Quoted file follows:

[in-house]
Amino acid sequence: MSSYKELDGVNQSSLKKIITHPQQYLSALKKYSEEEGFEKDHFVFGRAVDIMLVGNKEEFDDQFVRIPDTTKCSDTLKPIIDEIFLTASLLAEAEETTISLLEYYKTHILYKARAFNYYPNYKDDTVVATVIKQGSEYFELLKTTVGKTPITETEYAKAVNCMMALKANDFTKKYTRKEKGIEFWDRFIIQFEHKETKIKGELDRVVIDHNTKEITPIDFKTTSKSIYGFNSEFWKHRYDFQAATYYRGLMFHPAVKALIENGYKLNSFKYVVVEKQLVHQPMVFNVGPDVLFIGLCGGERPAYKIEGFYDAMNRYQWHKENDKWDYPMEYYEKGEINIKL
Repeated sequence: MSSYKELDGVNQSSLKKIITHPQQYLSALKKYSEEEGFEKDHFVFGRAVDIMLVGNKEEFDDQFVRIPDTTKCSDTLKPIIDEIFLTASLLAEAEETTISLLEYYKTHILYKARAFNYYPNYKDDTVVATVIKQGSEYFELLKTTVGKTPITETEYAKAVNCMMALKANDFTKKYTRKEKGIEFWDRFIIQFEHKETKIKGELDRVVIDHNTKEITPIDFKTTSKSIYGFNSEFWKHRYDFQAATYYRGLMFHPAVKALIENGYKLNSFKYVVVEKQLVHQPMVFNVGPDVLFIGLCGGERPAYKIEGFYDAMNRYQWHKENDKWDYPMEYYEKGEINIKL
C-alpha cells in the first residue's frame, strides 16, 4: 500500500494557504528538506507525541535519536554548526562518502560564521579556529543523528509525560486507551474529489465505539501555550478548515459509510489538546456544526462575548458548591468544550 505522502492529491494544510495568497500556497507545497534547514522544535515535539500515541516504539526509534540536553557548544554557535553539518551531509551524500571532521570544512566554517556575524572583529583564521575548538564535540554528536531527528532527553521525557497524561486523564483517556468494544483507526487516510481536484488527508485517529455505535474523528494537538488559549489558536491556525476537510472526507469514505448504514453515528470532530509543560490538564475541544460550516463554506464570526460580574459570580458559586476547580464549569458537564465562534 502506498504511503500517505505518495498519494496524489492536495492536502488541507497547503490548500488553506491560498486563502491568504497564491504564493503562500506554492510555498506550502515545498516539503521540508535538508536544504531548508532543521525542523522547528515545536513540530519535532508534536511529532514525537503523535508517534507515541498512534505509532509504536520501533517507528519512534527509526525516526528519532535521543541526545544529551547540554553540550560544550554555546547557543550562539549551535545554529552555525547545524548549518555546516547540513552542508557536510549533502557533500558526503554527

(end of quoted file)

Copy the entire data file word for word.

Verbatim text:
[in-house]
Amino acid sequence: MSSYKELDGVNQSSLKKIITHPQQYLSALKKYSEEEGFEKDHFVFGRAVDIMLVGNKEEFDDQFVRIPDTTKCSDTLKPIIDEIFLTASLLAEAEETTISLLEYYKTHILYKARAFNYYPNYKDDTVVATVIKQGSEYFELLKTTVGKTPITETEYAKAVNCMMALKANDFTKKYTRKEKGIEFWDRFIIQFEHKETKIKGELDRVVIDHNTKEITPIDFKTTSKSIYGFNSEFWKHRYDFQAATYYRGLMFHPAVKALIENGYKLNSFKYVVVEKQLVHQPMVFNVGPDVLFIGLCGGERPAYKIEGFYDAMNRYQWHKENDKWDYPMEYYEKGEINIKL
Repeated sequence: MSSYKELDGVNQSSLKKIITHPQQYLSALKKYSEEEGFEKDHFVFGRAVDIMLVGNKEEFDDQFVRIPDTTKCSDTLKPIIDEIFLTASLLAEAEETTISLLEYYKTHILYKARAFNYYPNYKDDTVVATVIKQGSEYFELLKTTVGKTPITETEYAKAVNCMMALKANDFTKKYTRKEKGIEFWDRFIIQFEHKETKIKGELDRVVIDHNTKEITPIDFKTTSKSIYGFNSEFWKHRYDFQAATYYRGLMFHPAVKALIENGYKLNSFKYVVVEKQLVHQPMVFNVGPDVLFIGLCGGERPAYKIEGFYDAMNRYQWHKENDKWDYPMEYYEKGEINIKL
C-alpha cells in the first residue's frame, strides 16, 4: 500500500494557504528538506507525541535519536554548526562518502560564521579556529543523528509525560486507551474529489465505539501555550478548515459509510489538546456544526462575548458548591468544550 505522502492529491494544510495568497500556497507545497534547514522544535515535539500515541516504539526509534540536553557548544554557535553539518551531509551524500571532521570544512566554517556575524572583529583564521575548538564535540554528536531527528532527553521525557497524561486523564483517556468494544483507526487516510481536484488527508485517529455505535474523528494537538488559549489558536491556525476537510472526507469514505448504514453515528470532530509543560490538564475541544460550516463554506464570526460580574459570580458559586476547580464549569458537564465562534 502506498504511503500517505505518495498519494496524489492536495492536502488541507497547503490548500488553506491560498486563502491568504497564491504564493503562500506554492510555498506550502515545498516539503521540508535538508536544504531548508532543521525542523522547528515545536513540530519535532508534536511529532514525537503523535508517534507515541498512534505509532509504536520501533517507528519512534527509526525516526528519532535521543541526545544529551547540554553540550560544550554555546547557543550562539549551535545554529552555525547545524548549518555546516547540513552542508557536510549533502557533500558526503554527